A Nottinghamshire woman has warned others not to fall for romance fraud this Valentine’s weekend after she lost £7,000 after meeting a ‘man of her dreams’ online.

The woman in her 60s had fallen head over heels with a man by the name of Carlo Leonardo on a dating website.

The pair had only spoken for a number of weeks from Christmas, but she admitted she was falling for him and his lifestyle, she even thought there might be some kind of future.

1 4
banner ad

They had had video calls and exchanged pictures. Leonardo had told her that he was a successful businessman living in West Bridgford, but worked away a lot and had been travelling to America and Dubai to work.

She said: “At the beginning it was amazing really. He was so lovely and wrote romantic e-mails and messages. We spoke a lot every day, mainly through emails and text messages after meeting on a dating website.

“We really hit it off to be honest. I felt I was comfortable with him and we spoke about all sorts of things. I thought it was the man of my dreams.

“I was first attracted to him as he had a golden retriever, the same dog as mine and we just talked generally about life. I was quite low over Christmas, with lockdown and having spent five Christmases alone, so I was delighted I was now speaking to a lovely man and we agreed to meet.”

However, after planning their future life together, her world soon turned upside down.

Leonardo allegedly had a daughter called Diane who lived in Italy. He asked if she could have her number to contact her and she agreed and they started speaking.

She received a text at the beginning of February from an American doctor Philip Coleman saying that Leonardo’s daughter had been in a car accident and he wanted to know what relationship she had with Diane.

The victim tried to get hold of Leonardo and after some time he sent her pictures of Diane’s injuries, an upturned car and an x-ray of a spinal cord injury.

The doctor stated that they needed $40,000 to perform an operation to relieve pressure on her brain and she needed further surgery on her back.

She said: “The subsequent phone call from Carlo was very frantic and confusing.

“It appeared that Diane was in a hospital in Florida, however the call came from a New York number.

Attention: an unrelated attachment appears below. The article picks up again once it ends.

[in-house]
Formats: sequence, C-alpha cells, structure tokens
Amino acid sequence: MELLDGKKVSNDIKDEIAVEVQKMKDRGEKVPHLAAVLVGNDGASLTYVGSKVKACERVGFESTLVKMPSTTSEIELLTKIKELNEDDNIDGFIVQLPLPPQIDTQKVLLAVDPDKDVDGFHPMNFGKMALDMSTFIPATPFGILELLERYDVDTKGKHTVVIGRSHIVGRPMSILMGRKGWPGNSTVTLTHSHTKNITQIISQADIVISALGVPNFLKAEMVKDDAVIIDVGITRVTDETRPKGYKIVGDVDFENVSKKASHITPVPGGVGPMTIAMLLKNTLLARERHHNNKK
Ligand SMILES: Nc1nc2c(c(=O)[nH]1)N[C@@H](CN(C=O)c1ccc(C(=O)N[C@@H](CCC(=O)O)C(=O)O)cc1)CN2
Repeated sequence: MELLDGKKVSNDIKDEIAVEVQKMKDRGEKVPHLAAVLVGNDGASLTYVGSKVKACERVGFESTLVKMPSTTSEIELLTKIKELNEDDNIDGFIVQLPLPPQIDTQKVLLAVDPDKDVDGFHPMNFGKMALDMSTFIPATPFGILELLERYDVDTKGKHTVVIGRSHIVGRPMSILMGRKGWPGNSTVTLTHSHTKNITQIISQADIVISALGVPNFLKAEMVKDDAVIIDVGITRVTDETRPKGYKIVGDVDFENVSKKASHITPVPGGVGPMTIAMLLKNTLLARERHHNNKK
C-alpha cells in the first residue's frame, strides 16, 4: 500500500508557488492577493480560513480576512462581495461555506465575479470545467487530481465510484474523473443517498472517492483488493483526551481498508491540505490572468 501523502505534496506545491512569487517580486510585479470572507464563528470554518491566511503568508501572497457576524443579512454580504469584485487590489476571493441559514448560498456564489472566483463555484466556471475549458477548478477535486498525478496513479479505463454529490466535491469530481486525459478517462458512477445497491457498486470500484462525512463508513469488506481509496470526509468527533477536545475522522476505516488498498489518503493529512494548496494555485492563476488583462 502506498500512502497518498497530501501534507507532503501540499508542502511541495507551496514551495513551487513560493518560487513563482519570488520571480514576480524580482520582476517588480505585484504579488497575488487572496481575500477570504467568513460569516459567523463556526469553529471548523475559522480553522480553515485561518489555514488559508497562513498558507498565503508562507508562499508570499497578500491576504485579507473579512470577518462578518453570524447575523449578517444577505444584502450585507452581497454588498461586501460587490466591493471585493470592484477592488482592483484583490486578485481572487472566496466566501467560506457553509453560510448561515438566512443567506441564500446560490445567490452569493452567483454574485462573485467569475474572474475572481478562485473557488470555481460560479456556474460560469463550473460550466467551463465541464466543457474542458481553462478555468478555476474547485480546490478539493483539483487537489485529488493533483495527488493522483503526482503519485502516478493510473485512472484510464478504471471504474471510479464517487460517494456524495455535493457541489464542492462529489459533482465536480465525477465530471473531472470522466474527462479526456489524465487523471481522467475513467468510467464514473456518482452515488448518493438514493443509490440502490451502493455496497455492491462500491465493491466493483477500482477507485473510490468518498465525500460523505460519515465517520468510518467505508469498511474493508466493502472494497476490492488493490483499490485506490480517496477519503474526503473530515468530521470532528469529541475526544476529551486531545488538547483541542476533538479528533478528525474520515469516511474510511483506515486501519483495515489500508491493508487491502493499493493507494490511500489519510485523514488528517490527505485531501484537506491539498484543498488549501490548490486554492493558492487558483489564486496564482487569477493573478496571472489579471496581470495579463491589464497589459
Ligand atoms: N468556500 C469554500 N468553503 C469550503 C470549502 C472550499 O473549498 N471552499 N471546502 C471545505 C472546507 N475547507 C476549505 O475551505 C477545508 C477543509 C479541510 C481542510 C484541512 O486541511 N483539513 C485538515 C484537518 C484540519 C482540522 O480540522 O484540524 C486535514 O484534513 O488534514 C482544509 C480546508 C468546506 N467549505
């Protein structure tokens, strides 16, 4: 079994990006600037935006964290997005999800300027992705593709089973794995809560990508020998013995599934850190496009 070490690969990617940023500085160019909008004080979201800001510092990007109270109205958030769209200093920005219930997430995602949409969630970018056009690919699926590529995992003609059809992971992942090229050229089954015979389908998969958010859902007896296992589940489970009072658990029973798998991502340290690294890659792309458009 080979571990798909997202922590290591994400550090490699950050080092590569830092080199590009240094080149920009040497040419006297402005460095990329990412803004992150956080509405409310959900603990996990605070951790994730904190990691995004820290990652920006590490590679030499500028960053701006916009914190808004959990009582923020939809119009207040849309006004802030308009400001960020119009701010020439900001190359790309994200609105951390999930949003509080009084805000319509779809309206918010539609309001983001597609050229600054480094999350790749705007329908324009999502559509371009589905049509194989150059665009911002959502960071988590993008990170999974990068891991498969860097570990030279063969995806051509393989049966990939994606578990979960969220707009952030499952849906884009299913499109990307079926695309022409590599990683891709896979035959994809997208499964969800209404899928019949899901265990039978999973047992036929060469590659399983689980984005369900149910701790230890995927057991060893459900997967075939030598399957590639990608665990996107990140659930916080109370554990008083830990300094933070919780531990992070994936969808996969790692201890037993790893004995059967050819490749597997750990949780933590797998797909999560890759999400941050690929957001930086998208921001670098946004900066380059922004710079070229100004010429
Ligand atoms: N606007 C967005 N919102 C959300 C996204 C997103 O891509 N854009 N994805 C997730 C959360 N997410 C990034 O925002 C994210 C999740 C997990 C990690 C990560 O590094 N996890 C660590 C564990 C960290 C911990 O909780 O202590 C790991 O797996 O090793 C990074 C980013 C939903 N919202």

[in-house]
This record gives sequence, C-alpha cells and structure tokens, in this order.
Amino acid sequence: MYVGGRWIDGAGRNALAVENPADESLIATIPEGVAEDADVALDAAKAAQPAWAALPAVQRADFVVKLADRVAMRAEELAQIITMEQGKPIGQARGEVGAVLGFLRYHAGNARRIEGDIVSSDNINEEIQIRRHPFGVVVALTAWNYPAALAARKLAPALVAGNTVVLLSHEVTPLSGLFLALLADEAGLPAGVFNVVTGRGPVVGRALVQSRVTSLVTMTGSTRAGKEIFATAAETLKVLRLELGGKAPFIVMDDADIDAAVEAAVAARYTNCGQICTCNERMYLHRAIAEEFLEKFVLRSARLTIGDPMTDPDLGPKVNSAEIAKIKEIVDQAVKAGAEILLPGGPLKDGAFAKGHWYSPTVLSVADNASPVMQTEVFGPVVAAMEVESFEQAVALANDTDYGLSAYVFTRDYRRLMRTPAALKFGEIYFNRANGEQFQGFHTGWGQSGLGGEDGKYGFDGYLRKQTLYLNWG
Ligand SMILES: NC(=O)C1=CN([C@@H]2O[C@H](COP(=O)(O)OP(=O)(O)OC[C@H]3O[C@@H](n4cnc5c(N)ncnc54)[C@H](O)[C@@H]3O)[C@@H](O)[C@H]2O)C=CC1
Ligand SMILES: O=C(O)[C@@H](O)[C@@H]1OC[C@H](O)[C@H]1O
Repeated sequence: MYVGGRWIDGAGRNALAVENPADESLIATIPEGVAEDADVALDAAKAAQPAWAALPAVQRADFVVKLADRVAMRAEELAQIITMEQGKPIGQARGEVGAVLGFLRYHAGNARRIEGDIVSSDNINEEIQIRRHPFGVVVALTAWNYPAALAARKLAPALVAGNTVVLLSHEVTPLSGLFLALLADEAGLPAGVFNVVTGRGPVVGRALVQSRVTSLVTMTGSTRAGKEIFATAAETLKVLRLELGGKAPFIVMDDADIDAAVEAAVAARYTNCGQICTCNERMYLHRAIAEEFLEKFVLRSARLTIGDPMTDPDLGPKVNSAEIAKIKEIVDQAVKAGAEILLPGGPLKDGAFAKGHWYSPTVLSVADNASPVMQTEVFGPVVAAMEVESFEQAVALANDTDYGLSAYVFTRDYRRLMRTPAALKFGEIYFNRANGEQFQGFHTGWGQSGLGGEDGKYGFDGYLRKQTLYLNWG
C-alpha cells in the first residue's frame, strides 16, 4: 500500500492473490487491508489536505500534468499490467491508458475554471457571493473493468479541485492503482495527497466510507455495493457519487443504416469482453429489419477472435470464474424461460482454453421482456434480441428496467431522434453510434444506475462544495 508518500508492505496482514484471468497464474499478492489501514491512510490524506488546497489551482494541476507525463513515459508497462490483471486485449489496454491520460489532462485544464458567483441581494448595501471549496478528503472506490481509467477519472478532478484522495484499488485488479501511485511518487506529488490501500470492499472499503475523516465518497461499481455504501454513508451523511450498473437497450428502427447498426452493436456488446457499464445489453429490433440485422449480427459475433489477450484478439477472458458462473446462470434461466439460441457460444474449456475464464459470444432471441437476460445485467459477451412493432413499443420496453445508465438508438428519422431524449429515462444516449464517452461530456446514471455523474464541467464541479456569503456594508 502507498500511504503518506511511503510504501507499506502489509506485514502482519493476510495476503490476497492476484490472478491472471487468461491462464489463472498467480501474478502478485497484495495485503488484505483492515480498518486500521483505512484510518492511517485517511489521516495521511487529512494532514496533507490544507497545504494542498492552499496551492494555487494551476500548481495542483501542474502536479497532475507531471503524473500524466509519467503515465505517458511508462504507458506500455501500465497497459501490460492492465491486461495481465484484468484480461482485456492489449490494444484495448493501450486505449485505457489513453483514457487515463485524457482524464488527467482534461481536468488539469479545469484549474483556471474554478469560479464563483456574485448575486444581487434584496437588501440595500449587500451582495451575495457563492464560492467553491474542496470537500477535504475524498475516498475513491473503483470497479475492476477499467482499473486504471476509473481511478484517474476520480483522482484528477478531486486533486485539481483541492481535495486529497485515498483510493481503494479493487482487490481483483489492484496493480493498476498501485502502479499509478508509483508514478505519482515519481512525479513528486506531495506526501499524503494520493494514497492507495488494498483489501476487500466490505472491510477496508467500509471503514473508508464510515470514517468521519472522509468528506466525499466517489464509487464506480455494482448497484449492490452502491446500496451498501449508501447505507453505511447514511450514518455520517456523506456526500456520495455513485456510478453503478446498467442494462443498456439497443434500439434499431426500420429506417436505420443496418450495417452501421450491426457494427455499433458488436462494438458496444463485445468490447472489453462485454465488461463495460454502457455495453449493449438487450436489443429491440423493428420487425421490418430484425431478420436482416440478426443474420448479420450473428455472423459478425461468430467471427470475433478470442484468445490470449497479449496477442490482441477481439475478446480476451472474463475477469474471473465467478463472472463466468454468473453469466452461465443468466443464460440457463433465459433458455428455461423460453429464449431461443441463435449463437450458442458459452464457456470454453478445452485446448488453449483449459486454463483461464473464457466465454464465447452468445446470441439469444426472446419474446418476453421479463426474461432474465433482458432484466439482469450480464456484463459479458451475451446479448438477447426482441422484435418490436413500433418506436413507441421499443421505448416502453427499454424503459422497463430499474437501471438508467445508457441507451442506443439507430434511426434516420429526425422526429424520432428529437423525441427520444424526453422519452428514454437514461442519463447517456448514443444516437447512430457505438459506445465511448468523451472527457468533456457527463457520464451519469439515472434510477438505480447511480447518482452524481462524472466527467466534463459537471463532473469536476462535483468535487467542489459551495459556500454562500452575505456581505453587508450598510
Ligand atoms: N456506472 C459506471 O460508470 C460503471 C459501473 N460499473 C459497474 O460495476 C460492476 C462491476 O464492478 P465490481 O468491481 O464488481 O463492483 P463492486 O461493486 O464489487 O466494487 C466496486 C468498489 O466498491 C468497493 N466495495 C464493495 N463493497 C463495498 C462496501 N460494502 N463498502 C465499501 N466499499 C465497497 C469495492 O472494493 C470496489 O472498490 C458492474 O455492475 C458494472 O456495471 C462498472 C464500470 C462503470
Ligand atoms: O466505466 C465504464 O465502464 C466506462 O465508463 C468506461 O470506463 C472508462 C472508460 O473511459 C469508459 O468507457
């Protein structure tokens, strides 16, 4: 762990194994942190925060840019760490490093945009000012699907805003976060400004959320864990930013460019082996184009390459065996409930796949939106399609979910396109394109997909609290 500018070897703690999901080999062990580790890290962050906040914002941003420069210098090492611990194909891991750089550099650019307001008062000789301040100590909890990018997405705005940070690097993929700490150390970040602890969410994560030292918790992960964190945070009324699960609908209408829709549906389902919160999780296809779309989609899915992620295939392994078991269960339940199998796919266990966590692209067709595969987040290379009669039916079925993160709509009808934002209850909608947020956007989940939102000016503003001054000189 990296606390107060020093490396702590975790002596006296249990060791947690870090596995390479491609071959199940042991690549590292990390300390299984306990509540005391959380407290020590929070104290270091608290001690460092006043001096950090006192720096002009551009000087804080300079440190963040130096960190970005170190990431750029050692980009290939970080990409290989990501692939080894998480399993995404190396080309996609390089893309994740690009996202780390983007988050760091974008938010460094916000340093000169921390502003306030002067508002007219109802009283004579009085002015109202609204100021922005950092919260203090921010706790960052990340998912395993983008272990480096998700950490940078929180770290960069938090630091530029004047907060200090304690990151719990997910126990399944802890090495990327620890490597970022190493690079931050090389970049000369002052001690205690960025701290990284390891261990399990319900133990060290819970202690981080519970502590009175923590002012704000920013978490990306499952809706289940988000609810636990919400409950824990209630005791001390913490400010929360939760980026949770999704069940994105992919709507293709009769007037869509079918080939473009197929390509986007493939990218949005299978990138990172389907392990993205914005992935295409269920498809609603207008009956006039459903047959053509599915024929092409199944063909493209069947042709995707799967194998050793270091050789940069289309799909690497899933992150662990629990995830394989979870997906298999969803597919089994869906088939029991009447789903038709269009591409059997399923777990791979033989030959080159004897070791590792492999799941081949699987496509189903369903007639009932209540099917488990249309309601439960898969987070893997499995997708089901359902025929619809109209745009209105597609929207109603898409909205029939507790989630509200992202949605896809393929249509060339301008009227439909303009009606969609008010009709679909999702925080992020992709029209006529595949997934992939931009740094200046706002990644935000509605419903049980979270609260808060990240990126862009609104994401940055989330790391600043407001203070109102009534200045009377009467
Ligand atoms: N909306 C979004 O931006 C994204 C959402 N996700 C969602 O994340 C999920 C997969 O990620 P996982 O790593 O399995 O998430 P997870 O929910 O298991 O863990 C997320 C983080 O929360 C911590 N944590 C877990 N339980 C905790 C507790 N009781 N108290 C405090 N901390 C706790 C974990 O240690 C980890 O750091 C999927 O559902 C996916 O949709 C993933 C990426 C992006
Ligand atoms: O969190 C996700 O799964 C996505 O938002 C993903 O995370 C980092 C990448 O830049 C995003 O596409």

“A message had been received the same morning from Diane saying that she was going for an interview to be a pilot in USA. She also had a New York number even though her home was in Italy.

“You can see why I got so confused. He was very demanding and persuasive. He said he wanted the money transferred in bitcoin as a bank transfer would take too long.

“I was in a total panic. What I should have done was ring the hospital directly. I just thought with the pictures and the way Carlo was so upset about it all, that it was obviously urgent.

“I was so confused how the doctor managed to get my number, which he said in the text was in Diane’s diary due to her phone being smashed in the collision. It was all very convenient and obviously now looking back a total lie.”

Leonardo asked her to send the $40,000 from his bank as he had previously given the log in details to make three previous transfers, as he could not do them from Dubai.

His bank declined the transaction stating they had not recognised the IP address on previous transactions.

Leonardo then frantically asked her to raise some money so that the operation could be started to save his daughter’s life.

The victim, who does not want to be identified, had no money to give, but he sounded so desperate that she started to see if she get loans to pay and to take a pension statement and sign it over to the bank as collateral.

“Instead, he sent a QR code that apparently the doctor sent to him. I was asked to scan this at a Bitcoin Machine in Mansfield,” she added.